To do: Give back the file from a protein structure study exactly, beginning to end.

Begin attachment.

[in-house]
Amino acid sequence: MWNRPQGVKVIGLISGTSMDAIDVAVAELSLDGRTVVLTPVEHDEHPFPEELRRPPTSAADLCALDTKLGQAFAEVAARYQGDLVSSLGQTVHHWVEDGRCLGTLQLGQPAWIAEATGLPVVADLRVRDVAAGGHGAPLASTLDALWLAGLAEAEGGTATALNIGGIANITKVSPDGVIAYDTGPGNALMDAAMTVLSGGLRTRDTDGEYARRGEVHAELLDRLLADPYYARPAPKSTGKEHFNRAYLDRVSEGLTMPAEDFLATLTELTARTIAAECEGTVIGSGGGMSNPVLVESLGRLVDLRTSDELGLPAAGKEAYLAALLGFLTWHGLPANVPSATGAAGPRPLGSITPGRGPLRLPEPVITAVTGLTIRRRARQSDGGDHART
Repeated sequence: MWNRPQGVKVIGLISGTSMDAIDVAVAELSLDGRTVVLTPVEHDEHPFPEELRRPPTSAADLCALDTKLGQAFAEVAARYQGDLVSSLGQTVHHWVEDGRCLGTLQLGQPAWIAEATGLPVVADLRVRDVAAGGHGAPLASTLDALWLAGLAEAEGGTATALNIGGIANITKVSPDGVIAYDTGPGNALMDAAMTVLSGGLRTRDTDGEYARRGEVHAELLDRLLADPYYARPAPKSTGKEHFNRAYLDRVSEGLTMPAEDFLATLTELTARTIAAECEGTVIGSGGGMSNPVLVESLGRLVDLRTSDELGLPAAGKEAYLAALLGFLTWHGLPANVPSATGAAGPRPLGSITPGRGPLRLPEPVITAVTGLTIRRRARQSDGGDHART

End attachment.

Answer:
[in-house]
Amino acid sequence: MWNRPQGVKVIGLISGTSMDAIDVAVAELSLDGRTVVLTPVEHDEHPFPEELRRPPTSAADLCALDTKLGQAFAEVAARYQGDLVSSLGQTVHHWVEDGRCLGTLQLGQPAWIAEATGLPVVADLRVRDVAAGGHGAPLASTLDALWLAGLAEAEGGTATALNIGGIANITKVSPDGVIAYDTGPGNALMDAAMTVLSGGLRTRDTDGEYARRGEVHAELLDRLLADPYYARPAPKSTGKEHFNRAYLDRVSEGLTMPAEDFLATLTELTARTIAAECEGTVIGSGGGMSNPVLVESLGRLVDLRTSDELGLPAAGKEAYLAALLGFLTWHGLPANVPSATGAAGPRPLGSITPGRGPLRLPEPVITAVTGLTIRRRARQSDGGDHART
Repeated sequence: MWNRPQGVKVIGLISGTSMDAIDVAVAELSLDGRTVVLTPVEHDEHPFPEELRRPPTSAADLCALDTKLGQAFAEVAARYQGDLVSSLGQTVHHWVEDGRCLGTLQLGQPAWIAEATGLPVVADLRVRDVAAGGHGAPLASTLDALWLAGLAEAEGGTATALNIGGIANITKVSPDGVIAYDTGPGNALMDAAMTVLSGGLRTRDTDGEYARRGEVHAELLDRLLADPYYARPAPKSTGKEHFNRAYLDRVSEGLTMPAEDFLATLTELTARTIAAECEGTVIGSGGGMSNPVLVESLGRLVDLRTSDELGLPAAGKEAYLAALLGFLTWHGLPANVPSATGAAGPRPLGSITPGRGPLRLPEPVITAVTGLTIRRRARQSDGGDHART